ECB sees little reason to decide this month on new stimulus

ECB sees little reason to decide this month on new stimulus

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The officials of the European Central Bank They estimate that there are compelling reasons to remain calm and not rush to expand the emergency stimulus despite the sharp slowdown in the economy and the increase in coronavirus cases.

While the surge in new cases means there will be new social restrictions and an impact on activity, there is little interest among most lawmakers to expand bond buying again at this month’s meeting, people involved in the deliberations said. . They asked not to be named due to the confidentiality of the discussions.

That reinforces the idea that such a decision will most likely be made in December, in part because the Governing Council will receive new projections for growth and inflation and will have more time to assess the economic damage. The US elections will have taken place and the uncertainty about Europe’s fiscal stimulus package and Brexit could have also dissipated.


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Securing unanimous support to boost the stimulus would also be easier in December, according to a euro zone official. It is an important consideration for the president, Christine Lagarde, who has emphasized the need to build consensus around political decisions, after inheriting a divided council from her predecessor Mario Draghi.

An ECB spokesman declined to comment.

Some officials, including the president of the central bank of the Netherlands, Klaas Knot, they have argued that they want more information before making a decision. That suggests that pushing for an expansion in October would present the risk of a split in the Governing Council that could mitigate the impact on the market, effectively undermining political action.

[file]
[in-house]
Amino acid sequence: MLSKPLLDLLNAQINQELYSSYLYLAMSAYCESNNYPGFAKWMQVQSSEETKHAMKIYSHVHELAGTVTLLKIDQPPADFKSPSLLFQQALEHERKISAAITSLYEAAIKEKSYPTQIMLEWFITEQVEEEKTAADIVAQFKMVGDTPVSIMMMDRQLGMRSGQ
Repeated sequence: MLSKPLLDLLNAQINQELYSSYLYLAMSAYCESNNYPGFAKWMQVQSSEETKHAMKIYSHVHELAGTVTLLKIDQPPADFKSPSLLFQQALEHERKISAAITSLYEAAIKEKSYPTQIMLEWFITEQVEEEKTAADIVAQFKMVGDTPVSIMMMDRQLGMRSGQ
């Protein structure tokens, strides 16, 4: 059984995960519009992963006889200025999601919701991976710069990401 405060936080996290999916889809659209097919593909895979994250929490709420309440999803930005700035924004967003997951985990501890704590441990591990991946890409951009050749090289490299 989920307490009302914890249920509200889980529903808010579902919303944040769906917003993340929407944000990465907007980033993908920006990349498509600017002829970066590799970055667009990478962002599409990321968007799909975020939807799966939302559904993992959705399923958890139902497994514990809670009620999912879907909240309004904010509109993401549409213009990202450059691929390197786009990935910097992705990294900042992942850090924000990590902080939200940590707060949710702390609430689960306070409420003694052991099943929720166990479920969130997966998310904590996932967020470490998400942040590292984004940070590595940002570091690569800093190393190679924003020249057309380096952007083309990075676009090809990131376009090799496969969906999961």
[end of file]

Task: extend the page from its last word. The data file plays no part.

Whatever the outcome, the decision will be a major test of Lagarde’s ability to bring together divergent views after a show of unity among officials during the height of the pandemic.

With Draghi, they may have already pushed for the measure, but with Lagarde, the ECB is more consensual “said Nick Kounis, head of macroeconomic research at ABN Amro NV in Amsterdam. “You need to wait for more information to better gauge your response, and if you have a split, it takes time to reach consensus, so I don’t think Lagarde is the one to push the action yet.”

Economists expect the ECB to increase its emergency purchase program of 1.35 trillion euros (US $ 1.6 trillion) before the end of the year. It is currently scheduled to run through mid-2021, and with less than half the money spent, there is also no immediate reason to rush, as Vice President Luis de Guindos argued this week.

“We will have new projections in December and we will reassess how convenient and appropriate the package is based on the new projections,” he said.

However, chief economist Philip Lane put the October session of the ECB on the line when he argued that the Governing Council will decide “meeting by meeting” if action is needed.

His colleague Fabio Panetta has raised concerns about the price outlook and argued that the ECB should err on the side of giving too much stimulus. The inflation rate in the euro area is below zero and will likely remain there for the rest of the year.

Policymakers in the region’s two largest economies have asked for patience for now.

Bundesbank President Jens Weidmann cautioned against preventive decisions that have not been made due to the expectations such talk generates. For the governor of the French central bank, Francois Villeroy de Galhau, the “current very accommodative monetary stance is appropriate.”

“But having firm hands does not mean having them tied: we have our hands free for the future and we will be ready to continue acting if necessary,” Villeroy said this week.


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